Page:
What is it about?

We studied Deaf infants who had Deaf parents using American Sign Language and hearing infants who had hearing parents using a spoken language. These two groups both had access to language from birth but in different modalities (visual for one and auditory for the other). We wanted to know whether Deaf infants would pay more attention to eyes and where people look because their experiences with visual language and visual social cues.

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Why is it important?

1) This is the first experimentally controlled test of gaze following with Deaf infants. 2) We found that Deaf infants were better than hearing infants at following the eye gaze of another person. 3) We suggest that Deaf infant of Deaf parents have sociocultural and linguistic experiences that help them pay attention to social and visual communication, such as eye gaze.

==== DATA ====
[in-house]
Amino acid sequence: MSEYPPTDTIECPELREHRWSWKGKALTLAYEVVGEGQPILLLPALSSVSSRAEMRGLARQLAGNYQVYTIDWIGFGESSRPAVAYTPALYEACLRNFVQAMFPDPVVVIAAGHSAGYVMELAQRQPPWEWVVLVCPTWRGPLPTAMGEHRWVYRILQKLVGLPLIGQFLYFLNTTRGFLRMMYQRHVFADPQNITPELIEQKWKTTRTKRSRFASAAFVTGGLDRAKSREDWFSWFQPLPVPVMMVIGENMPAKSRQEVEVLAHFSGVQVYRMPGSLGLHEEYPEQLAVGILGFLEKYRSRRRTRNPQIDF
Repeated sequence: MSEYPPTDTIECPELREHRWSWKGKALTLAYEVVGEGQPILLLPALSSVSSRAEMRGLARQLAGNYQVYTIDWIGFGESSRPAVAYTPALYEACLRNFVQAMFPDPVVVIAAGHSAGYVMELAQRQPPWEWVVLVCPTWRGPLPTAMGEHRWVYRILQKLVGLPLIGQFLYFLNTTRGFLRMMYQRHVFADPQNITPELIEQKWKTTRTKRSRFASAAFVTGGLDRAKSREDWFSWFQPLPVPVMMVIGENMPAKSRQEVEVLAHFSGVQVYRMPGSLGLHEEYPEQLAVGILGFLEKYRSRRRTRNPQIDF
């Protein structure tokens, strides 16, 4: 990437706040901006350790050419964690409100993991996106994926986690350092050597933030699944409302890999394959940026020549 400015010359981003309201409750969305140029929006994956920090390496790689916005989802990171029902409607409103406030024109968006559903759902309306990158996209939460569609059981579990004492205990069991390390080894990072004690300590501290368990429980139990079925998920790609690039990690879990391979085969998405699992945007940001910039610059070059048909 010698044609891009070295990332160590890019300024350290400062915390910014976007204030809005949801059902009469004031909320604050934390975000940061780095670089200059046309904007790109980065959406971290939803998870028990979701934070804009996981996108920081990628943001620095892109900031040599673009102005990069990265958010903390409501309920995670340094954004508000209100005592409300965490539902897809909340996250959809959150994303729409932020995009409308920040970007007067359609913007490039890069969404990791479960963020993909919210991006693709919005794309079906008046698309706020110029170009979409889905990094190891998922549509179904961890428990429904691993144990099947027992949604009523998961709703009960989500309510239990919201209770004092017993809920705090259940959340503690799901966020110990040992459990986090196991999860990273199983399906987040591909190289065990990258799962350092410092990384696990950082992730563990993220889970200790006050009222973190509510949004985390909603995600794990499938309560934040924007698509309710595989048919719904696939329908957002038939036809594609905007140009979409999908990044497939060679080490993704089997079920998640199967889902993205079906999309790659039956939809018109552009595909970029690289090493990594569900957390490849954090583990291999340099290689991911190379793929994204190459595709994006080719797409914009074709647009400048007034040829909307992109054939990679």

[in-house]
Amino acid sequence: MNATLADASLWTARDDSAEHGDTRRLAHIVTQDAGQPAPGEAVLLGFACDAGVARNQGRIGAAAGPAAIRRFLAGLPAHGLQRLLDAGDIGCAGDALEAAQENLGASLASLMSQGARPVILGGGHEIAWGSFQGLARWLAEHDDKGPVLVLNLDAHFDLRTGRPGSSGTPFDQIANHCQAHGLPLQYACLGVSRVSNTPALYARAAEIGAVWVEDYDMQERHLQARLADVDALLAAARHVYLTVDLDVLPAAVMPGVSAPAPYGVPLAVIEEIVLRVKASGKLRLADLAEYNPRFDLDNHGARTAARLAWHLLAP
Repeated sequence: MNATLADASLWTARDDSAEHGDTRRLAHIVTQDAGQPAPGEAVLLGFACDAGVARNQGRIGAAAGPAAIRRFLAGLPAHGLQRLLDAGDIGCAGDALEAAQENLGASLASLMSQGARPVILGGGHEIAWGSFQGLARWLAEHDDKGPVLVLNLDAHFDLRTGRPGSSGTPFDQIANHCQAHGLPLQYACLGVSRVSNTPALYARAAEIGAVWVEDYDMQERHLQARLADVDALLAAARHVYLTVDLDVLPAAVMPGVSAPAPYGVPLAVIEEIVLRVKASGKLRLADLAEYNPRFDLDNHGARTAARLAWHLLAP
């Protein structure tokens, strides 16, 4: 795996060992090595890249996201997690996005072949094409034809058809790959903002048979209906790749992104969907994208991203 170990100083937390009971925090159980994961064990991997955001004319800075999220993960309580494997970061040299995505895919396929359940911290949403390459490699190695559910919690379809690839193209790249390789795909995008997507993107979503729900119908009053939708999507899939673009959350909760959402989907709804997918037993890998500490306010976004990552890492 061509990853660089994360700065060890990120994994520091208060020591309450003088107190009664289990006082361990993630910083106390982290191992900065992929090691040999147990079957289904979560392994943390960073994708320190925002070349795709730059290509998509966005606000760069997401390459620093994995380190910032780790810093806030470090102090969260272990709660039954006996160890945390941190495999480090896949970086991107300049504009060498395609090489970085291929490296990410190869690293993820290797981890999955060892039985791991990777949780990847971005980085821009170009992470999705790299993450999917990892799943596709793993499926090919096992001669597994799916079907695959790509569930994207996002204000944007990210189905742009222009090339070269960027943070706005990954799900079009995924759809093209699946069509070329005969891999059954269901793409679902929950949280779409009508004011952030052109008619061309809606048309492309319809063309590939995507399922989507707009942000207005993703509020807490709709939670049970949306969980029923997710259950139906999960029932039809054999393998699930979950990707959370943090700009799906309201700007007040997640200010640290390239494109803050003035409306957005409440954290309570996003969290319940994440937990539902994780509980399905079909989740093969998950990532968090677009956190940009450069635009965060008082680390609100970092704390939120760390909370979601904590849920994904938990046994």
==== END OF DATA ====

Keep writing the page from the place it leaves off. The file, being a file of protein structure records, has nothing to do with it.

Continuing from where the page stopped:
It is amazing how well infants learn from their early experiences. This research is part of a continued effort to show that experiences can lead to strengths rather than just delays and deficits. This collaborative work found that Deaf infants were accelerated compared to hearing infants for certain developmental milestones, including gaze following and checking back to an adult communicator. Broadly, it also shows that early experiences matter to infant learning.

Rechele Brooks
University of Washington

Read the Original

This page is a summary of: Enhanced gaze‐following behavior in Deaf infants of Deaf parents, Developmental Science, October 2019, Wiley,
DOI: 10.1111/desc.12900.
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